1) Some Steps to Prep for Google's Mobile Search Change. On April 21, Google changed the algorithm for its mobile search, placing websites that are deemed "mobile friendly" higher in mobile search rankings. For companies getting started, here are some things they should focus on. (1) Figure out how your website fits in being optimized for mobile devices by taking Google's Mobile-Friendly Test at: https://www.google.com/webmasters/tools/mobile-friendly/?utm_source=wmc-blog&utm_medium=referral&utm_campaign=mobile-friendly. Simply drop in your url and hit "Analyze" for the results. (2) If the Mobile-Friendly Test shows that you have some work to do, follow the link to Pagespeed Insights. This page shows what needs to be fixed on a website, and tips on how to fix them. The pagespeed analysis has suggestions for making your web pages load faster. (3) If you run your site, you can use Google's Webmaster Tools to check your site using the company's Mobile Usability Report for its own set of update recommendations. You can use the tool to diagnose and fix errors for specific pages and improve their search performance and relevance. (4) If you're making changes to your site, you need to test it – a lot. Test it repeatedly and from different kinds of devices – a desktop, and variety of smartphones and tablets.
2) Google Allows Users to Download Their Search History. Google users can now download their entire Web search history to a desktop, according to instructions posted on the company's support site. The ability for individuals to download all of the data at once was released in January. You can do it in four steps: (1) Go to your Google Web history. You will need to log-in to your account. (2) Click the gear icon on the top right corner and select "download." (3) A box will pop up that warns users that the data contains sensitive information and it's important to store it securely. Download the information, by hitting"create archive." (4) You'll get an email confirmation that includes a link to the data. Everything is stored in your Google Drive in "Takeout folders," which can be downloaded to a desktop. Please note: downloading a user's Google search history does not delete it. If an individual wants to delete his or her Web search history, Google offers steps on its support site to control what is saved.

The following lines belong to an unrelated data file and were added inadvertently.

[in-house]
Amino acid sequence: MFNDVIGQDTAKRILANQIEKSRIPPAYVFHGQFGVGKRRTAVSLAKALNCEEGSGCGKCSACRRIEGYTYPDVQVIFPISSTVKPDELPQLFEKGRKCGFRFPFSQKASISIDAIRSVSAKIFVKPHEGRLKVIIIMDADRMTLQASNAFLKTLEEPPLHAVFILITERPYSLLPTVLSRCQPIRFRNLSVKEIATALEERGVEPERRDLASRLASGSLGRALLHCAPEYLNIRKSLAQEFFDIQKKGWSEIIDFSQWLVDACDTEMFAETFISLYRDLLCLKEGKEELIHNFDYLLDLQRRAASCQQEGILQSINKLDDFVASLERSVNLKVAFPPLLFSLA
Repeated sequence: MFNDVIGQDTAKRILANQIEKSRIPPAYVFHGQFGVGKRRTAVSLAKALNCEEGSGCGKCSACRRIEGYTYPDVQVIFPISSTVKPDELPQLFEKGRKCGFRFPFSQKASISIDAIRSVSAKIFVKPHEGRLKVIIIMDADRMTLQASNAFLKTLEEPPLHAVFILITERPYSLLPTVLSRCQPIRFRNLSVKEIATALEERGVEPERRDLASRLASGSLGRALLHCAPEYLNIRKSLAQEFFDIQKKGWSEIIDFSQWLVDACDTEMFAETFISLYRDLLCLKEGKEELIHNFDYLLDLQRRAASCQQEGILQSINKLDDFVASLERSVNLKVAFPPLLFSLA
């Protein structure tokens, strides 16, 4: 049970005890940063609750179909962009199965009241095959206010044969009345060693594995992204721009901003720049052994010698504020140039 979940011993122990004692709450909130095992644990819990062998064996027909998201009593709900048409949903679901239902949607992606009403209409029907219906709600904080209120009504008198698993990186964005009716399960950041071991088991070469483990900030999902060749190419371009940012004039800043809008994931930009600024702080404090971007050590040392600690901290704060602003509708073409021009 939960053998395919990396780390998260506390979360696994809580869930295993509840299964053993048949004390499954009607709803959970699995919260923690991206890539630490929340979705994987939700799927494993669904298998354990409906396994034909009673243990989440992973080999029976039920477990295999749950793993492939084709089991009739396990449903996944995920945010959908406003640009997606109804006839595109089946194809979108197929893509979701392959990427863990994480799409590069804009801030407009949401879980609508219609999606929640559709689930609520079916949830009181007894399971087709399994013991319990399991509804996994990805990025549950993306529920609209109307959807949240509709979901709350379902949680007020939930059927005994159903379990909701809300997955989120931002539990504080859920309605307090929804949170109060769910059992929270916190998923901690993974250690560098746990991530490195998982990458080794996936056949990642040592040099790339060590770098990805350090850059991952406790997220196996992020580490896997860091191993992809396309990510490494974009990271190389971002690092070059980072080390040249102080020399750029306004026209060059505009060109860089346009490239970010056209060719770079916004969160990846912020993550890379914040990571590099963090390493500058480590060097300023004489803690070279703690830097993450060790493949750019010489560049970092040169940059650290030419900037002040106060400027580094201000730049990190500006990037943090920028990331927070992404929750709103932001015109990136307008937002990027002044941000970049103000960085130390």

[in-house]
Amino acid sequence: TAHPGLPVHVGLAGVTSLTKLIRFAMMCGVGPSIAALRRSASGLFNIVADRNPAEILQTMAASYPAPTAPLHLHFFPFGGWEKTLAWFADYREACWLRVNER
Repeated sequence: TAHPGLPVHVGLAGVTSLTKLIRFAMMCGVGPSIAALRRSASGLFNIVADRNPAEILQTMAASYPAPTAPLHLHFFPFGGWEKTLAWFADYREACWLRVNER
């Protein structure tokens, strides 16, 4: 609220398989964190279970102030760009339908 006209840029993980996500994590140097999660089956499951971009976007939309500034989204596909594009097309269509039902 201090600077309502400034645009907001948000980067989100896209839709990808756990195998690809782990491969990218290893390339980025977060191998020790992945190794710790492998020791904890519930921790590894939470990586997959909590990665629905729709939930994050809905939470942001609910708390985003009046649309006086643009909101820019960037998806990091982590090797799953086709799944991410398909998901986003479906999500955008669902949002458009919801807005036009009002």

3) Affordable Care Act Penalties Start This Year. The Affordable Care Act (ACA) remains a lightning rod for political and legal challenges. This year will be no exception, as new requirements are coming on line. Beginning this year, Internal Revenue Code (IRC) Section 4980H is requiring that certain “large employers” offer health coverage to their full-time employees or risk being subject to tax penalties. Two potential ones, called “play or pay” penalties, can be assessed if no coverage is offered; or if coverage is offered that is either unaffordable or does not provide minimum value. For 2015, employers must determine two critical factors: (a) whether they are a large employer; and (b) if coverage is required, how they can ensure that it is both affordable and provides minimum value. For 2015 only, employers with more than 50 but fewer than 100 employees will not be subject to either penalty under section 4980H, but will be subject to these penalties beginning in 2016. Business enterprises should evaluate ACA compliance requirements presently in place, and engage in business-planning analysis to explore how these requirements will affect IRS coverage mandate obligations. More important, business enterprises will benefit from understanding how large employers are defined and whether existing business structures present mitigation opportunities.